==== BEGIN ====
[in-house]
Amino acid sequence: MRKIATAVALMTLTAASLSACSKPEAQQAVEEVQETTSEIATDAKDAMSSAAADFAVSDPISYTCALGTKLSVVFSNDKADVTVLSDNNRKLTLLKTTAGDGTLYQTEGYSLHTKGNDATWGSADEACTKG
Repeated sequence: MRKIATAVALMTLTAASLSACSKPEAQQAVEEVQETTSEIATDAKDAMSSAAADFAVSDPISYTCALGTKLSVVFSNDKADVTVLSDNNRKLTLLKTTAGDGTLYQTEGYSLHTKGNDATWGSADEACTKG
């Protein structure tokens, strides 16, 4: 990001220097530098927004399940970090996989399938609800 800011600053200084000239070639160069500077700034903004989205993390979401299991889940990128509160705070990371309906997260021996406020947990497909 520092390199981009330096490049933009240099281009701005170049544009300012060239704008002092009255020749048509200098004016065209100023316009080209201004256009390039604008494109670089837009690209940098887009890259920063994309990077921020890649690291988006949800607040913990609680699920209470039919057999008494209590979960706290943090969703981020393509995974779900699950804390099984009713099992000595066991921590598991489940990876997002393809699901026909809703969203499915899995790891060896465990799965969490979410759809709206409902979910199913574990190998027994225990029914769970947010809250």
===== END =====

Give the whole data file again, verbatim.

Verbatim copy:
[in-house]
Amino acid sequence: MRKIATAVALMTLTAASLSACSKPEAQQAVEEVQETTSEIATDAKDAMSSAAADFAVSDPISYTCALGTKLSVVFSNDKADVTVLSDNNRKLTLLKTTAGDGTLYQTEGYSLHTKGNDATWGSADEACTKG
Repeated sequence: MRKIATAVALMTLTAASLSACSKPEAQQAVEEVQETTSEIATDAKDAMSSAAADFAVSDPISYTCALGTKLSVVFSNDKADVTVLSDNNRKLTLLKTTAGDGTLYQTEGYSLHTKGNDATWGSADEACTKG
């Protein structure tokens, strides 16, 4: 990001220097530098927004399940970090996989399938609800 800011600053200084000239070639160069500077700034903004989205993390979401299991889940990128509160705070990371309906997260021996406020947990497909 520092390199981009330096490049933009240099281009701005170049544009300012060239704008002092009255020749048509200098004016065209100023316009080209201004256009390039604008494109670089837009690209940098887009890259920063994309990077921020890649690291988006949800607040913990609680699920209470039919057999008494209590979960706290943090969703981020393509995974779900699950804390099984009713099992000595066991921590598991489940990876997002393809699901026909809703969203499915899995790891060896465990799965969490979410759809709206409902979910199913574990190998027994225990029914769970947010809250």